London, United Kingdom – 26 August 2020 – Today NTT Ltd., the official technology partner to A.S.O., announced it will bring the Tour de France 2020 to fans through innovative technology, which will allow them to watch the race from their homes in a unique way and be part of a ‘global stadium’ experience. Due to the impact of Covid-19, 70 remote NTT employees will operate from five continents to support the three-week long race that takes place from 29 August to 20 September 2020.NTT has developed a ‘Virtual Zone Technique’ that brings together different technologies to deliver its Tour de France services remotely for the first time. This will keep staff safe while supporting the running of the race and providing an enhanced experience for fans.To create a digital ‘global stadium’ for fans who can’t be at the roadside this year, NTT and A.S.O. has made use of its advanced, real-time, data analytics capabilities. Live data and analytics will be featured across multiple channels including:A brand new Augmented Reality Data (AR) app: In addition to the live race footage, the app will provide selected users with a unique way of viewing and interacting with live race data and the amazing landscapes of the Tour de France. For the first time this will allow fans to appreciate the scale of the event in 3D from their home. With an unprecedented view from the sky, they will see the riders among the mountains, valleys, rivers and lakes and have access to interactive live data on the race whilst feeling like they’re actually viewing the race from a helicopter.Additional data for live television broadcast: NTT Ltd. and A.S.O. will provide new data insights and visualizations as part of the live television broadcast. This will provide a fresh way of seeing and understanding the race, and how each team is performing.The @letourdata social channel: The data shared across the @letourdata channel will allow fans to keep up to date with what is going on with the race, even if they’re on the move. It will also provide deeper insight into how the cyclists are performing, their team strategies and predictions from the #NTTPredictor.The official ‘Tour de France Fantasy’ game: Gamification of the race will enhance the experience for fans, with machine learning predictions provided by #NTTPredictor at every stage. Fans are able to immerse themselves in the Tour de France experience, competing with other like-minded fans!The Tour de France Race Center: The live-tracking platform of the Tour de France has also been completely re-developed for 2020 to enhance the user experience, and leverage cutting edge cloud platform services. Race Centre 2.0 provides a second screen experience, showcasing key race data, live rider telemetry and other insights including race predictions and race commentary.NTT’s managed services will safeguard the operational success of the race. Managed collaboration services will enable the global technology support team to communicate and a secure-by-design approach will enable real-time threat management, ensuring security.Ruth Rowan, Chief Marketing Officer, NTT Ltd. commented: “This is not just a first for the Tour de France, but a first for sport; everything we would previously have done physically has been moved to a remote environment. Sport has the power to inspire and we wanted the public to enjoy the race this year even if they can’t be at the roadside. Our work with A.S.O. has shown how, when we work together, we can find solutions to do great things. Innovation means fans will see the race in a different way, actually get closer to the action and more people than ever before can enjoy it safely.”For its 40,000 employees, NTT Ltd. has also launched its Tour de France Hackfest – a competition where anyone from across the business can suggest future innovations for the race in support of creating the largest connected stadium in the world. The initiative encourages employees to think differently and celebrates the company’s innovation culture.Rowan continues: “The approach we are taking at the Tour de France this year will revolutionise how sporting events are delivered in the future. We are using technology to take the fan experience to the next level. The new challenges we’ve addressed in preparing for this year’s race are inspiring our team to develop many more fantastic ideas to attract a new generation of digitally savvy fans.”Yann Le Moenner, Chief Executive, A.S.O commented: “Over the last five years, we have built the Tour de France with NTT Ltd. and we have continued our digital transformation journey under unique circumstances this year. People have seen the benefits from sport even during the pandemic. Many people exercised during lockdown and now even more people are cycling to travel around. We can use technology to ensure the fan experience is richer than ever. These changes are good for the world. For example, if we can use the Tour de France as a platform to accelerate cycling in cities, we can improve people’s health and lessen our impact on the environment.”Find out more on our 2020 Tour de France microsite.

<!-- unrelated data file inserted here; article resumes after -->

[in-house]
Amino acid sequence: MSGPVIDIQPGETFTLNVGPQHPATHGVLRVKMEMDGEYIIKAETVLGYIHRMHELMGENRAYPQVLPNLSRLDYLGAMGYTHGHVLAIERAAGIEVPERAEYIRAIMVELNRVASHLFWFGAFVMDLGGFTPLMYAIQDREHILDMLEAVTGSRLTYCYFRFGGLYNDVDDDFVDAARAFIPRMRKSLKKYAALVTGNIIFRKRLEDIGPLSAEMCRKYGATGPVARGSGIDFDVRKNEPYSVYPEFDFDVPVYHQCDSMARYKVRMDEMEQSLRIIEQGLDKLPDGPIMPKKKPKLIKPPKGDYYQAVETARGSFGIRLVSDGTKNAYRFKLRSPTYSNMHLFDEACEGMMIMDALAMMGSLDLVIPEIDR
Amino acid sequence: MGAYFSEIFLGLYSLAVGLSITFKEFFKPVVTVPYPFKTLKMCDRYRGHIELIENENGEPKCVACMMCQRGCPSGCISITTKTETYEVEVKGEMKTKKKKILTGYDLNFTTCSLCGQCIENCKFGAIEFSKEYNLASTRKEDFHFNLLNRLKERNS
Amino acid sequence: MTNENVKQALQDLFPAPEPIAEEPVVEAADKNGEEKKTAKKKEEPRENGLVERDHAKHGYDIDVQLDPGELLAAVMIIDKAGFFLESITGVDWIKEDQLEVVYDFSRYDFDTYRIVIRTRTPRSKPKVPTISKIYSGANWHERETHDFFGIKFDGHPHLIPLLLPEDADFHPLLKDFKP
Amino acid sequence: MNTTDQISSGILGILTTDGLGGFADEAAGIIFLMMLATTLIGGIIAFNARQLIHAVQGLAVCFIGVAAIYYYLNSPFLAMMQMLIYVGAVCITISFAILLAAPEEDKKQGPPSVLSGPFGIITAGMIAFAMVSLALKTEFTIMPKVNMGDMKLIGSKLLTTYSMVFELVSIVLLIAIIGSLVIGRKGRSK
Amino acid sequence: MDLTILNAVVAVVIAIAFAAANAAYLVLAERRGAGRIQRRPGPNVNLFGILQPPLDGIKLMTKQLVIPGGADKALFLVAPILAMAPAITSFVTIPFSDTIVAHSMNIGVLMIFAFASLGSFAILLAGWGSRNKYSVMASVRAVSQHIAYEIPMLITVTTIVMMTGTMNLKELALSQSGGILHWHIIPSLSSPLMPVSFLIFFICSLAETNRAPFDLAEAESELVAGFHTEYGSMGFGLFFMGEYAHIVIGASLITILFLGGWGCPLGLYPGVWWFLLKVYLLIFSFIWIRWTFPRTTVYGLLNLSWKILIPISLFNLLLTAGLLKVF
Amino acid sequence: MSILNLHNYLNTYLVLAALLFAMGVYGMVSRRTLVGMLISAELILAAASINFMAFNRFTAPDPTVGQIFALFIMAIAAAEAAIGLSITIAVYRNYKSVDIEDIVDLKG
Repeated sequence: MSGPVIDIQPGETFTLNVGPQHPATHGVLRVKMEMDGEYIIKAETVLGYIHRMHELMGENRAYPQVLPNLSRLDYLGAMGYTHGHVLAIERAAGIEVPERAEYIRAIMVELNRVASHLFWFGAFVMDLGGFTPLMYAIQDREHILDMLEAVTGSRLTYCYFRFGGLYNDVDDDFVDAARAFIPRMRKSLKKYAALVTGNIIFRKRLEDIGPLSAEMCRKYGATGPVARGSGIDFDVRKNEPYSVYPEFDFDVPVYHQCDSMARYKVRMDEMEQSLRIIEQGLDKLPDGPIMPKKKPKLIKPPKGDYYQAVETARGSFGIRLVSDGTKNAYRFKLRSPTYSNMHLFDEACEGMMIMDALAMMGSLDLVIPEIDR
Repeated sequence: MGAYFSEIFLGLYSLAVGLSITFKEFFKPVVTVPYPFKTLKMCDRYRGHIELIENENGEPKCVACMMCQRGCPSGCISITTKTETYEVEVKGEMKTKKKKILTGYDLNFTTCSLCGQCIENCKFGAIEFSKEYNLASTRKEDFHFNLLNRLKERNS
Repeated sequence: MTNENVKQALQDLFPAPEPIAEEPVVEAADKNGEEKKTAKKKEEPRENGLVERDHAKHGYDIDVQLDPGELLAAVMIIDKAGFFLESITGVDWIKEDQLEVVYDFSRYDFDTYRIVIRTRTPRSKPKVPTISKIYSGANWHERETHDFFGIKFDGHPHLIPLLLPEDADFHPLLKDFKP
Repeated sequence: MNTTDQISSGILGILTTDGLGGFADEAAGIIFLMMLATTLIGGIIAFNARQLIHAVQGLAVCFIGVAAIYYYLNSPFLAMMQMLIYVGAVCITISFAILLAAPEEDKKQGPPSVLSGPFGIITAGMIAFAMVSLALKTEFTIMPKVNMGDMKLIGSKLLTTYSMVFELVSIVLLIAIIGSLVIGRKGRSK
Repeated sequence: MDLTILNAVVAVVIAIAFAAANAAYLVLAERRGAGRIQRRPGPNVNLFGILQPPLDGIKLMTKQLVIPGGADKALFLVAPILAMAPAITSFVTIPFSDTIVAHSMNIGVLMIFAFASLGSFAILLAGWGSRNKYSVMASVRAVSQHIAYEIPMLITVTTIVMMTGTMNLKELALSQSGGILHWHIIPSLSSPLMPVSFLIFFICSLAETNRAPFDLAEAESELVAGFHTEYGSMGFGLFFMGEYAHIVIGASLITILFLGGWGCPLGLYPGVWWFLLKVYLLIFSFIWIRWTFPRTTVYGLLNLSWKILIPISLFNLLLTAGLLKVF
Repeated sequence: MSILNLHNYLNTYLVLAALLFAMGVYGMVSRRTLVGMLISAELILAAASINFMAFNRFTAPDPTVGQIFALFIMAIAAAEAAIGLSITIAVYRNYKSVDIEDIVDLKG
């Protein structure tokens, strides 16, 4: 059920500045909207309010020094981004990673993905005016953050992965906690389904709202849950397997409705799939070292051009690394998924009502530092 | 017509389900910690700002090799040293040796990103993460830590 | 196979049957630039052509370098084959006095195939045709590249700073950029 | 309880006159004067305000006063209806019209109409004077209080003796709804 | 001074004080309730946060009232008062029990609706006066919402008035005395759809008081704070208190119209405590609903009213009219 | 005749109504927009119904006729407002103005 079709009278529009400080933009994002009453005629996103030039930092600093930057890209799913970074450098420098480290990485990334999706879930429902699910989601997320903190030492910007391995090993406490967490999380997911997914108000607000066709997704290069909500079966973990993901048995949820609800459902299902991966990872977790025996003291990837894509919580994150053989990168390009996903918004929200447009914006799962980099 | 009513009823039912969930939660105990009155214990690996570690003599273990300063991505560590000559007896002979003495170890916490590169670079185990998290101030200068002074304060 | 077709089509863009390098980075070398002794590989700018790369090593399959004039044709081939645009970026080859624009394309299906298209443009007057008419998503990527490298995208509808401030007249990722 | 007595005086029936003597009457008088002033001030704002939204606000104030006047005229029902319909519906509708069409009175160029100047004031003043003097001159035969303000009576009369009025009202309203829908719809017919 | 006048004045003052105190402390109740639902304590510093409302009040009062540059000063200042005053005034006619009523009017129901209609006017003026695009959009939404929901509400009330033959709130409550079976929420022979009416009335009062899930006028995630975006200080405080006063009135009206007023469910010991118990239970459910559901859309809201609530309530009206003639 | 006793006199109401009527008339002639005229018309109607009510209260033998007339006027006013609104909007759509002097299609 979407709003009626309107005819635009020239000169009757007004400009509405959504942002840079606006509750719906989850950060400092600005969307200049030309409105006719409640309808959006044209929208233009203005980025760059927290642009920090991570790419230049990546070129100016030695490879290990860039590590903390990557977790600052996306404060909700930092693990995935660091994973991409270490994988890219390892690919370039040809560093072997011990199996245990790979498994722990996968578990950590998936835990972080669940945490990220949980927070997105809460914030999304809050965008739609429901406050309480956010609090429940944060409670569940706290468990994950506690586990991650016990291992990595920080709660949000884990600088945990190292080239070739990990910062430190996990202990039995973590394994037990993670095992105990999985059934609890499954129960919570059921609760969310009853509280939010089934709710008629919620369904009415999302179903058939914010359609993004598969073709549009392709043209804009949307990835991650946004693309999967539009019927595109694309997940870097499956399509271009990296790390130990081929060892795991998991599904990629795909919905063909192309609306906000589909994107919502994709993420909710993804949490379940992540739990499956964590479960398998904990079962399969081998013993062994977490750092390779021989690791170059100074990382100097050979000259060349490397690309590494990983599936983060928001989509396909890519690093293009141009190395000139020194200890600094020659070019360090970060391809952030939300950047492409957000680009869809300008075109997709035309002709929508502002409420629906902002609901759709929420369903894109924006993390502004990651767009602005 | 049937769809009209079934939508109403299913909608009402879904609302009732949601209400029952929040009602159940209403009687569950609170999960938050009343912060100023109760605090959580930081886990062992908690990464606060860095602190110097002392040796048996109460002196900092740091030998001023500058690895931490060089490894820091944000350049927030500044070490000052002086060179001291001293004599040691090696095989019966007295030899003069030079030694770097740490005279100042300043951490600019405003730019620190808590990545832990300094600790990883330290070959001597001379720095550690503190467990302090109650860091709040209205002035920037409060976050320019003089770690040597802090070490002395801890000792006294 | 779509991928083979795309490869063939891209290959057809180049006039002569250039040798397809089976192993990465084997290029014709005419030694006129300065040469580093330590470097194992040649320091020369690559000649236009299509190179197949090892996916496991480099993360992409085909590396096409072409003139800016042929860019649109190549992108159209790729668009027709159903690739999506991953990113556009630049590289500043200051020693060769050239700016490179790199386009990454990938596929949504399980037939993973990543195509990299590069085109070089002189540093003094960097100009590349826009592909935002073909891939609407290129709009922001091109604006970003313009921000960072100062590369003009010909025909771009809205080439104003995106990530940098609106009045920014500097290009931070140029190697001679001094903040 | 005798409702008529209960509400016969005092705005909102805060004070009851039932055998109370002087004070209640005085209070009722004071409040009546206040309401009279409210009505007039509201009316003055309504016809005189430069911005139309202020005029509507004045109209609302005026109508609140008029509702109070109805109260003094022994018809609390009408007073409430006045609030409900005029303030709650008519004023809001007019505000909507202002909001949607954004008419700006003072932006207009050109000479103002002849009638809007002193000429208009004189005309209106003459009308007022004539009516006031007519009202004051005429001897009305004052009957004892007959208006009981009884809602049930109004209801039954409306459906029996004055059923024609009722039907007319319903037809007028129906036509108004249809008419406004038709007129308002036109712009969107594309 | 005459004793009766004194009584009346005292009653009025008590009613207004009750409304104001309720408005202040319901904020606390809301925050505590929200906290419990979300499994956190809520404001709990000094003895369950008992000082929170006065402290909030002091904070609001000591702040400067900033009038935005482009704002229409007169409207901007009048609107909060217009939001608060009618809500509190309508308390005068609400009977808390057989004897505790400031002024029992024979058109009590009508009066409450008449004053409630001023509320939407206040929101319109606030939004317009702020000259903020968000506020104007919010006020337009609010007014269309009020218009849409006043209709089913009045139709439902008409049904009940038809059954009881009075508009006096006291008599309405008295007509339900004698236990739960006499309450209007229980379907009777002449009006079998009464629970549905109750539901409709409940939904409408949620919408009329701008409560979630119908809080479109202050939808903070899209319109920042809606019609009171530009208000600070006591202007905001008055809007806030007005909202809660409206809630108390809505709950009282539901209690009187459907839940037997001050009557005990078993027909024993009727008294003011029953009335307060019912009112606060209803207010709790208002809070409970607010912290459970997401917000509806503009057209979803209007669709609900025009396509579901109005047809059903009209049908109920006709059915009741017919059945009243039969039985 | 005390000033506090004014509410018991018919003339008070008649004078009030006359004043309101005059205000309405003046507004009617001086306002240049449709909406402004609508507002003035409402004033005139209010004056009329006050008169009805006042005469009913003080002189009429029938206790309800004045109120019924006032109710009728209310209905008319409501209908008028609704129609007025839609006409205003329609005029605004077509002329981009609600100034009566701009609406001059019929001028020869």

McCrary emerges as third running back option in victory over Indiana StateJunior Kobe McCrary scored two touchdowns and gained 176 yards on 17 carries in Saturday’s win.Alex Tuthill-PreusJunior running back Kobe McCrary runs the ball against Indiana State on Saturday, Sept. 10, 2016 at TCF Bank Stadium. Mike HendricksonSeptember 10, 2016Jump to CommentsShare on FacebookShare on TwitterShare via EmailPrintKobe McCrary was out to prove something in his second career game.The junior running back — who transferred to Minnesota from Butler Community College during the offseason — wanted to show the world he was more than a 1-yard running back and not just the third option behind redshirt sophomore Rodney Smith and an injured sophomore Shannon Brooks.He accomplished his goal Saturday against Indiana State, running for 176 yards on 17 carries with two touchdowns in a 58-28 Minnesota win at TCF Bank Stadium.“I just came [to Minnesota] and felt like I can bring some depth,” McCrary said. “All three of us [are] a three-headed monster, that’s the way I figured.”McCrary showed what he was capable of during the second half, when he rushed for 108 yards on only six carries.McCrary had runs of 43 yards and 50 yards on one drive — the latter giving him his second touchdown of the day. McCrary almost ran into an Indiana State lineman at the beginning of his 50-yard run, but then stepped to the side, dodged a diving linebacker and kept running straight to the end zone.“I just saw a lot of pushing,” McCrary said. “The offensive line blocked very well today, so I just made one cut and I saw a crease, so I just hit it.”Redshirt senior quarterback Mitch Leidner said McCrary reminds him of former Gophers running back David Cobb.Cobb, who played with Leidner from in 2013 and 2014, finished with the seventh most rushing yards in Minnesota history. “Everything he does is so similar to Cobb,” Leidner said. “We know he’s an explosive player; a really smooth runner and he can make guys miss. He’s similar to David Cobb where they are not going to truck you and run you over like crazy all over the place. For how big he is, he’s going to make people miss.”McCrary said that he’s watched Cobb before and models his game after him.“[Head coach Tracy Claeys and running backs coach Pat Poore] know I can catch the ball out of the backfield,” he said. “I feel like I try to expand my game a lot, watching Rodney [as well].”Smith was the main running back during the game against Oregon State, rushing for 125 yards and scoring two touchdowns. Brooks is currently injured, but is expected to come back after the bye week to play against Colorado State.With McCrary’s emergence, the Gophers now have three running backs who have shown they are capable of big games.Claeys said McCrary’s role in practice will be expanded this week.“It’s hard to get an opportunity the first game when you’re playing with Rodney in there,” Claeys said. “It’s a good problem to have what we’re going to have; the [three] people we’ll have at tailback.”McCrary transferred to Minnesota knowing he would be the third option behind Brooks and Smith, but said he knew he could provide some depth to the group of running backs.Claeys said that’s what’s great about McCrary: He loves competition.“When you get a bunch of competition at certain positions that’s when you get a lot better,” he said. “He’s created that competition and so I expect the play of our tailbacks will get a lot better here as we move on.”